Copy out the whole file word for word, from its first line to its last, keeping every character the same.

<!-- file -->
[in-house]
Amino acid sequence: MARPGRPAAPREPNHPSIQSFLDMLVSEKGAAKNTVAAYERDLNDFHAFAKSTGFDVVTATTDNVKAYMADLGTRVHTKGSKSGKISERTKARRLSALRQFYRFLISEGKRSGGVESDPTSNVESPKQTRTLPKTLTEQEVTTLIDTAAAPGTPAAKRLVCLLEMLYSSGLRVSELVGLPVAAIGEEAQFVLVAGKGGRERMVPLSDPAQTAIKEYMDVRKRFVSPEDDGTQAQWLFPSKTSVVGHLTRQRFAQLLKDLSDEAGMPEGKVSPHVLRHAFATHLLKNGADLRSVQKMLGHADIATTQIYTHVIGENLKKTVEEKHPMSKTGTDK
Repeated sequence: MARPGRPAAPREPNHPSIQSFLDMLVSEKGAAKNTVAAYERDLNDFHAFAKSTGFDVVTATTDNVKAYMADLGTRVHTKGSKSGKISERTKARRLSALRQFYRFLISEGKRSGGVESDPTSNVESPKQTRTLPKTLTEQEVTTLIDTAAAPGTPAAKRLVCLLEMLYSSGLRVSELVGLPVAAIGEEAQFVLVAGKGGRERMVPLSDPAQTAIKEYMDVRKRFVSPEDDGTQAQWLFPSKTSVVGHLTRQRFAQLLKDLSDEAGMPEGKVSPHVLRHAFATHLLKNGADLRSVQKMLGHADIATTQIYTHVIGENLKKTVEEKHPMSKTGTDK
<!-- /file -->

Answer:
[in-house]
Amino acid sequence: MARPGRPAAPREPNHPSIQSFLDMLVSEKGAAKNTVAAYERDLNDFHAFAKSTGFDVVTATTDNVKAYMADLGTRVHTKGSKSGKISERTKARRLSALRQFYRFLISEGKRSGGVESDPTSNVESPKQTRTLPKTLTEQEVTTLIDTAAAPGTPAAKRLVCLLEMLYSSGLRVSELVGLPVAAIGEEAQFVLVAGKGGRERMVPLSDPAQTAIKEYMDVRKRFVSPEDDGTQAQWLFPSKTSVVGHLTRQRFAQLLKDLSDEAGMPEGKVSPHVLRHAFATHLLKNGADLRSVQKMLGHADIATTQIYTHVIGENLKKTVEEKHPMSKTGTDK
Repeated sequence: MARPGRPAAPREPNHPSIQSFLDMLVSEKGAAKNTVAAYERDLNDFHAFAKSTGFDVVTATTDNVKAYMADLGTRVHTKGSKSGKISERTKARRLSALRQFYRFLISEGKRSGGVESDPTSNVESPKQTRTLPKTLTEQEVTTLIDTAAAPGTPAAKRLVCLLEMLYSSGLRVSELVGLPVAAIGEEAQFVLVAGKGGRERMVPLSDPAQTAIKEYMDVRKRFVSPEDDGTQAQWLFPSKTSVVGHLTRQRFAQLLKDLSDEAGMPEGKVSPHVLRHAFATHLLKNGADLRSVQKMLGHADIATTQIYTHVIGENLKKTVEEKHPMSKTGTDK